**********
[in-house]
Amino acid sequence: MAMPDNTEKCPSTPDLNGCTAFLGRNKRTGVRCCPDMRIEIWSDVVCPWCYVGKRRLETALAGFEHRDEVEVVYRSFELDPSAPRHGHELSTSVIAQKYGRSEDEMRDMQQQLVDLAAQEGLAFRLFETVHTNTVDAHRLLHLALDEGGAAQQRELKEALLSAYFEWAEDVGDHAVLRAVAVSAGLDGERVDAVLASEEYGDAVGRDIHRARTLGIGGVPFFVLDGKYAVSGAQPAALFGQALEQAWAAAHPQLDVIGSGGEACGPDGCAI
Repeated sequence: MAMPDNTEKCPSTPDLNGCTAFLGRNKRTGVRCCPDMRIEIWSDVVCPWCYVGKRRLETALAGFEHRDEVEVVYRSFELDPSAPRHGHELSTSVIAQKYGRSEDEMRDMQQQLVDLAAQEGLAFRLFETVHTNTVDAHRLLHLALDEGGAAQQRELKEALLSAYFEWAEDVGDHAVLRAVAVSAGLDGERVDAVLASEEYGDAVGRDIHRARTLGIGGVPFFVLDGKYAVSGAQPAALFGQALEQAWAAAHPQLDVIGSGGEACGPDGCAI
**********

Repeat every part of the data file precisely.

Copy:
[in-house]
Amino acid sequence: MAMPDNTEKCPSTPDLNGCTAFLGRNKRTGVRCCPDMRIEIWSDVVCPWCYVGKRRLETALAGFEHRDEVEVVYRSFELDPSAPRHGHELSTSVIAQKYGRSEDEMRDMQQQLVDLAAQEGLAFRLFETVHTNTVDAHRLLHLALDEGGAAQQRELKEALLSAYFEWAEDVGDHAVLRAVAVSAGLDGERVDAVLASEEYGDAVGRDIHRARTLGIGGVPFFVLDGKYAVSGAQPAALFGQALEQAWAAAHPQLDVIGSGGEACGPDGCAI
Repeated sequence: MAMPDNTEKCPSTPDLNGCTAFLGRNKRTGVRCCPDMRIEIWSDVVCPWCYVGKRRLETALAGFEHRDEVEVVYRSFELDPSAPRHGHELSTSVIAQKYGRSEDEMRDMQQQLVDLAAQEGLAFRLFETVHTNTVDAHRLLHLALDEGGAAQQRELKEALLSAYFEWAEDVGDHAVLRAVAVSAGLDGERVDAVLASEEYGDAVGRDIHRARTLGIGGVPFFVLDGKYAVSGAQPAALFGQALEQAWAAAHPQLDVIGSGGEACGPDGCAI